Ritzy, luxury cruising comfort. Styling options and nicer radios usually tossed in as part of the package. Trim was bright accented (chrome or silver), interior was usually cloth.


Q: What major option packages were available on the Camaro?

A: The Base model Camaro sport coupe could be ordered with the following major option packages:


Q: How many 1970 SS (or Z28 or RS) Camaros were built? Are they Rare?

A: Part 1 answer: This sounds like Camaro info. Every year Camaro ( including 1970) has its own section which contains stats and facts. Since the "SS" is an option, you can find information on it under "1970 Options". And also, since the 1970 SS is a "special" car (to me at least), I further describe the SS option in its own section at the bottom of the 1970 Camaro page.

PLEASE NOTE: Every year from 1967 to 1992 works this way. However, only 1970 to 1981 is this elaborately detailed.

Part 2 answer: We can see that out of all the 1970 camaros made (124,901) that 12476 came with the Z27 SS option. (roughly 10% of all 1970 Camaros were SS's). Is the 1970 SS rare? "sort of". Finding one for sale at a price you can afford.... that's another question.

It's currently 1998, and 1970 was 28 years ago... and a lot of bad things can happen to a car during this time.


Q: How many Camaros were built with xx, yy, and zz options (or colors, etc.)?

A: Chevrolet did not retain any statistical records on option combinations. Which means it is impossible to know with certainty the exact production number in situations of multi-option combinations.

However, using the Chevrolet single-option production data, simple statistics allow the estimation of production quantities of many option combinations. It's up to you to do the math. The higher the number of combined options in the calculation (and the rarer the options), the less reliable the result.

In a related question, there is no factory data whatsoever on the popularity of exterior or interior colors, either singly or in combination.


Q: How much would it cost to restore my Camaro?

A: A Lot usually. For a "good answer", get yourself several restoration catalogs. Look at your car and figure out absolutely everything you need to do, get, find, make or otherwise fix on your car. This becomes "the plan". Price out everything you need to do, who's going to do it and how much it's going to cost. (don't forget to rebuild the drivetrain and put paint on the car)....

Now, a "realistic answer", triple the dollar amount you arrived at under the "good answer".

Keep in mind if you're not doing all the labor yourself, most shops charge $40/50 hour to stay in business. To restore a car may take MANY hours....


Q: What are the best sources of information and data on my car?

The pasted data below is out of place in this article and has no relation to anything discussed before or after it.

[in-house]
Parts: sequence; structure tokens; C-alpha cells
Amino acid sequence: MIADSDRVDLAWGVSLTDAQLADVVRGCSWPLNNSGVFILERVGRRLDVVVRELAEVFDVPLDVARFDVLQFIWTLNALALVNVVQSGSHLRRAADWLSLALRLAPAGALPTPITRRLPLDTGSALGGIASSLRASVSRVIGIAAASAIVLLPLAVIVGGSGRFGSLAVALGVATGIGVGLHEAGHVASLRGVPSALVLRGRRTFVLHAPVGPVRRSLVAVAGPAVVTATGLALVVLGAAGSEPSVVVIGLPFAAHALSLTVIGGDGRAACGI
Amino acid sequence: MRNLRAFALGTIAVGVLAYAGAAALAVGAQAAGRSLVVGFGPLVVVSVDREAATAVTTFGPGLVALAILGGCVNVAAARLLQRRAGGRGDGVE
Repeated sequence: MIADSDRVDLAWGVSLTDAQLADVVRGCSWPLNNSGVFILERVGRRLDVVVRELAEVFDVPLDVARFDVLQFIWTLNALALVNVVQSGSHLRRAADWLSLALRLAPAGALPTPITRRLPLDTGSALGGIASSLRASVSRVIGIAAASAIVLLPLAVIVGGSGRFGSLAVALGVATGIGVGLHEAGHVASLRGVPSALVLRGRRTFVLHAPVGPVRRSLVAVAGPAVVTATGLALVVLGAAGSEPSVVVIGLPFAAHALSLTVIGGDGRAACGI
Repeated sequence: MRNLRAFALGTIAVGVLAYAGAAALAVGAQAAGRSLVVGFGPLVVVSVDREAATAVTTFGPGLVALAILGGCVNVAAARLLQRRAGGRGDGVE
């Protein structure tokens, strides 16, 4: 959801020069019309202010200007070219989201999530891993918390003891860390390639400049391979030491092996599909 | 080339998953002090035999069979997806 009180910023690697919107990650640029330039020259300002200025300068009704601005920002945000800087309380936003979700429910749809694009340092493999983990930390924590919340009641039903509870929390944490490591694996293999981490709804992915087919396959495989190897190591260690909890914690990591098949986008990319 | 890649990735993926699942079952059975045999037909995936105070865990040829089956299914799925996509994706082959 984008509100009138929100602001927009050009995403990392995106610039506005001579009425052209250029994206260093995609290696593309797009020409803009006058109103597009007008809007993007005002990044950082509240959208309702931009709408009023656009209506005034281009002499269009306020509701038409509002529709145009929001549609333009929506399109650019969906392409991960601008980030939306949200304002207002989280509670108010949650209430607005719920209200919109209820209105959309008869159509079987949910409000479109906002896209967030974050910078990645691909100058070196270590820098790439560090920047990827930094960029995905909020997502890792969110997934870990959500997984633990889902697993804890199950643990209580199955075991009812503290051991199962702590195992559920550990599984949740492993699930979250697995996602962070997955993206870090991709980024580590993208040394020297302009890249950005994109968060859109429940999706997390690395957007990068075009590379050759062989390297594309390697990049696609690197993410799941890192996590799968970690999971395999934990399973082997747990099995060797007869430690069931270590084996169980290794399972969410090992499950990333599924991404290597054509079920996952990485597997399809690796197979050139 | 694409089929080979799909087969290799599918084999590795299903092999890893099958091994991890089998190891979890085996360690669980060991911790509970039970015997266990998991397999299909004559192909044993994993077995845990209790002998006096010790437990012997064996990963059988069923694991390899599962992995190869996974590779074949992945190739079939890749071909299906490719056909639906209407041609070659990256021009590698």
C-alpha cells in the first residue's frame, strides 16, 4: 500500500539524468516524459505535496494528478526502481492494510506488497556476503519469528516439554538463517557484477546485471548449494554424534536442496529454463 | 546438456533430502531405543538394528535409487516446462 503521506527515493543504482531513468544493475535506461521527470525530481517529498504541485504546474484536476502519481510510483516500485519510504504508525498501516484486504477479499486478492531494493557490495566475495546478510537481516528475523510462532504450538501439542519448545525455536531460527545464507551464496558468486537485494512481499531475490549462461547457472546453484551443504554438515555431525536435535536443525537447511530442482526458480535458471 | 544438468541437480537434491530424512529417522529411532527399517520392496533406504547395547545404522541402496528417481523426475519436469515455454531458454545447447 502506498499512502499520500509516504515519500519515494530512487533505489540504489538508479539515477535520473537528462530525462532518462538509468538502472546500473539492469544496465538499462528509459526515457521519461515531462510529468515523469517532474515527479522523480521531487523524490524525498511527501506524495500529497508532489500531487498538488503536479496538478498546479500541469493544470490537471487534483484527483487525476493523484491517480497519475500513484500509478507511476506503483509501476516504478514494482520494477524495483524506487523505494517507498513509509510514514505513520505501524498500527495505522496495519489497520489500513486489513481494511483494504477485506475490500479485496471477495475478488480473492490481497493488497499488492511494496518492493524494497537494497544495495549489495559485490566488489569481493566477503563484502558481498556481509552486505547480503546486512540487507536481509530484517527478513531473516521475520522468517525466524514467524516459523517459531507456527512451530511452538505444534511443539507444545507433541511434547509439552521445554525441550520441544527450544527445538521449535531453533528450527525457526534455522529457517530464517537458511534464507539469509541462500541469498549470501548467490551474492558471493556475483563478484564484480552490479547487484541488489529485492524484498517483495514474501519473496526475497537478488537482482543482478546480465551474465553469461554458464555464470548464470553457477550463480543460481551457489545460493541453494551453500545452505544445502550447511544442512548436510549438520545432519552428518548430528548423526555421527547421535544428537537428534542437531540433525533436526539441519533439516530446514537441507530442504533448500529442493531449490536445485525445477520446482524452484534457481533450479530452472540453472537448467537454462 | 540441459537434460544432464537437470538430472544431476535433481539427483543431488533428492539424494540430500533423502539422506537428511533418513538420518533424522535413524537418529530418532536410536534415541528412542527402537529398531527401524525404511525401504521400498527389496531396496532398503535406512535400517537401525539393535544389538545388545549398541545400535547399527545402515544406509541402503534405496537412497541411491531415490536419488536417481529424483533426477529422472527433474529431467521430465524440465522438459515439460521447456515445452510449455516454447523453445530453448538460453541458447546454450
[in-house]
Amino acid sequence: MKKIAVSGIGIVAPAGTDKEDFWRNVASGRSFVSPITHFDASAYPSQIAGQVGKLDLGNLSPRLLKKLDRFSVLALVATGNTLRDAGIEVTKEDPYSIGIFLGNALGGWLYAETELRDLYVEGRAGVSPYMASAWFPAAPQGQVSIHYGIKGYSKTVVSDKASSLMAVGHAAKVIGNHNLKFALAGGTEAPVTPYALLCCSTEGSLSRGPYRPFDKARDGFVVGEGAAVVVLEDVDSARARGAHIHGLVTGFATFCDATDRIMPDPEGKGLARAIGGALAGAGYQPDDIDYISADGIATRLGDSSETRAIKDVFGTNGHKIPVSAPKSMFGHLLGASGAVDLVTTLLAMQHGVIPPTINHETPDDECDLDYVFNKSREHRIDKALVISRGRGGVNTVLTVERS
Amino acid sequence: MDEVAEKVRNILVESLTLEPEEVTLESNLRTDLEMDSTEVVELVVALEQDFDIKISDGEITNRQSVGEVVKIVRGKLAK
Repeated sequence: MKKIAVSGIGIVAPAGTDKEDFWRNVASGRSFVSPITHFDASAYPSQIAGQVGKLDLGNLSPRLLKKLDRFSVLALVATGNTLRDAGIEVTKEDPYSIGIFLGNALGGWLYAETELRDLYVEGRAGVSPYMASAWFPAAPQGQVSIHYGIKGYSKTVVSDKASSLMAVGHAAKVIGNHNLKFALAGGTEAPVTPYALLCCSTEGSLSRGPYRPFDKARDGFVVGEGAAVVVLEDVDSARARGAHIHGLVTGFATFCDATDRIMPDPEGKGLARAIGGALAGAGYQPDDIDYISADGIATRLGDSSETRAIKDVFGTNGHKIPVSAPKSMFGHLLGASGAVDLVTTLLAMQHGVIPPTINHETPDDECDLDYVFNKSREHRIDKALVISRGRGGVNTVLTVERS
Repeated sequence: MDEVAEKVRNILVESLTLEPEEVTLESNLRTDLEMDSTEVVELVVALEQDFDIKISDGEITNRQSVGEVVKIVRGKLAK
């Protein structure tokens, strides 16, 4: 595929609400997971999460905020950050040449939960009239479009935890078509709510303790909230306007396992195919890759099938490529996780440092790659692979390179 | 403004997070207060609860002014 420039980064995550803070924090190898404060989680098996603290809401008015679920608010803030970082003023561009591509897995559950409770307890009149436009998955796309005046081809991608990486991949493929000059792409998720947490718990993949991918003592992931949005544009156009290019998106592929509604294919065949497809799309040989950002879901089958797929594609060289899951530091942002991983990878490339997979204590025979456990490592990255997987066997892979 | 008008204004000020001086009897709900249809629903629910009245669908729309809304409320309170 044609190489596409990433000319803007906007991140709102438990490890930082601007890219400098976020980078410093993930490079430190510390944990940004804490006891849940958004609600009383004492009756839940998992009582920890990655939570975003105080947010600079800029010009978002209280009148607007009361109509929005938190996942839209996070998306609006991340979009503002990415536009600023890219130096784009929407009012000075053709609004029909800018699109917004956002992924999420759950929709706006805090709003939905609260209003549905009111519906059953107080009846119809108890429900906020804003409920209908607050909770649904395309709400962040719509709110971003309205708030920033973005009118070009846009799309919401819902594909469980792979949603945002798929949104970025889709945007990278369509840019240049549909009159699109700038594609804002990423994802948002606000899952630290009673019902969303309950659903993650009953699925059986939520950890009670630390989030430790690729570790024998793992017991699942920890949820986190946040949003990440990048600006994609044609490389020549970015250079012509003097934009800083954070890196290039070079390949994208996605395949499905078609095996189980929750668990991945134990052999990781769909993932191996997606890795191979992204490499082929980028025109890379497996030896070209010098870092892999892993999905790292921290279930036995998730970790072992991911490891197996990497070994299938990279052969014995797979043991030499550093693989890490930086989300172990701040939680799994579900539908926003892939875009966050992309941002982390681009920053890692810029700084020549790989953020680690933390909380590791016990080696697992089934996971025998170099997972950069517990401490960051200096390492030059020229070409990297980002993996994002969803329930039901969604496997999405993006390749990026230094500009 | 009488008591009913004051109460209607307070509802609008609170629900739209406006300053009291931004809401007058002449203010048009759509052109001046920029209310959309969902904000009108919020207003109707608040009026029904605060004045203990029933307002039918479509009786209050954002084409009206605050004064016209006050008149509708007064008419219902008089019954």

A: One of the best (not necessarily in my own opinion either) places for information about your Second Generation Camaro is right here - you're looking at it. Spend some time (it'll take you months) poking through the information and you should find what you're looking for. If you own a US-built car, call the Chevrolet Customer Assistance Center at 800.222.1020 (toll-free US number), tell them you are restoring an early Camaro, and would like some data to help your labor of love. They will request your VIN, and then ship you a package of documentation that includes a detailed and extremely (though not perfectly) accurate specification of that year Camaro and the options. This is free!

Printed references include the following:

There are a number of other worthwhile publications for specific needs. For example, the original Chevrolet Chassis Service Manuals are available in reprint from the major reproduction suppliers.


Q: How can I find out about the past history of my car?

A: If your vehicle was originally sold in Canada, you can request a vehicle report. Call the GM Canada Customer Communications Centre at 800.263.3777 (inside Canada) and ask for Vintage Vehicle Services, or dial them direct at 905.644.4060. For a nominal fee you will receive basic information from the original computerized records such as the option by RPO number, date of shipment, and the Canadian dealer number.

Unfortunately this isn't available for Camaros sold in the US, since the US operation of GM chose not to retain the records. So the only recourse for owners of US-sold vehicles is for you to become detective with whatever evidence is at hand. Any paper documentation (records, receipts, Protect-o-plate, etc.) can be extremely valuable in this search. Your detective job has recently been made more difficult with the enacting of a US Federal privacy statute making it very difficult to conduct private title searches. Previously, in most states, it was possible to request a vehicle title history and so trace back through previous owners, even to the point of tracing it from state to state as a result of multiple moves, to the original owner and/or dealer. While this law is reportedly being challenged, and there have been reports of certain states not following it to the letter of the law, for at least the time being this statute has shut the door on most historical research studies. Of course, if you live in one of the states with a state privacy law or policy, you already had this problem even before the federal statute.